After winter’s quiet came the hellish sounds of spring; frightening slashes of lightening, followed by crashing thunder. Tornadoes ripped trees from the ground by their roots, picking up cars and tractors and moving them to a farm three miles away. Clouds would come in so close you could reach out and touch them. And sometimes they would morph into evil entities of their own; their puffy gray, black and green formations arriving just before the rains came down to flood the fields and make rivers of red clay. The day could go from hot to cold in less than a minute, and the wind could change its direction just as fast. Instead of rain, the clouds would sometimes send down hail the size of golf balls – or worse, baseballs – shattering and exploding everything in their path; busting windows and denting the hoods of cars, even killing creatures that couldn’t run for cover. I’ve had my share of lumps on my head from hail.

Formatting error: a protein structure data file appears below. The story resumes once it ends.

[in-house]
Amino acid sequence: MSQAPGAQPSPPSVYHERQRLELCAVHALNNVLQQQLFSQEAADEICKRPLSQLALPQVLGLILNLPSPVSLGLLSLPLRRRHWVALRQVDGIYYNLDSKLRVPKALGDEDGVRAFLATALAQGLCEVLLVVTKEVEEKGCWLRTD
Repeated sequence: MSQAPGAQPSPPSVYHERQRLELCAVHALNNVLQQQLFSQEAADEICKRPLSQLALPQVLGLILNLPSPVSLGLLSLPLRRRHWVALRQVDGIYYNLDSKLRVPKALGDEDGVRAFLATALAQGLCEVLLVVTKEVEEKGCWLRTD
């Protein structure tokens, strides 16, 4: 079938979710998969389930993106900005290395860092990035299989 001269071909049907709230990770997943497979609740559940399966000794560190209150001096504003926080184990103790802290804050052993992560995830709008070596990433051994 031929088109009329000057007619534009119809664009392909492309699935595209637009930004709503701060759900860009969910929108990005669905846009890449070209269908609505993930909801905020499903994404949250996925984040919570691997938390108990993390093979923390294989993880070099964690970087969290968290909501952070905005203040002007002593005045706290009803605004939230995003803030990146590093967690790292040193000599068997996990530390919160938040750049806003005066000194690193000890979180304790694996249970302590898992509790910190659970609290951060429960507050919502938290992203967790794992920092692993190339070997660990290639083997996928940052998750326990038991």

But spring also brought one overwhelming aroma after another; an infinite assortment of prairie weeds, blue sage flowers and red buds, freshly tilled dirt for harvest (mixed with manure and fertilizer), barbecued beef, baked apple pie, and carbon monoxide from the tractors; and also the smell of my dad, who had the worst body odor imaginable. I loved dropping honeysuckle on my tongue; sometimes I’d rub it all over my body to keep from stinking like my dad. All the while, freshly cut hayfields and lawns would make me sneeze like a madman.
“Will I live here forever?” was my inner most thought. I had no idea anything else existed. The cuts I received from rusty old metal have certainly stayed forever, keeping their orange tinge, including the one under my right arm I got while carrying a piece of metal from the barn to the henhouse.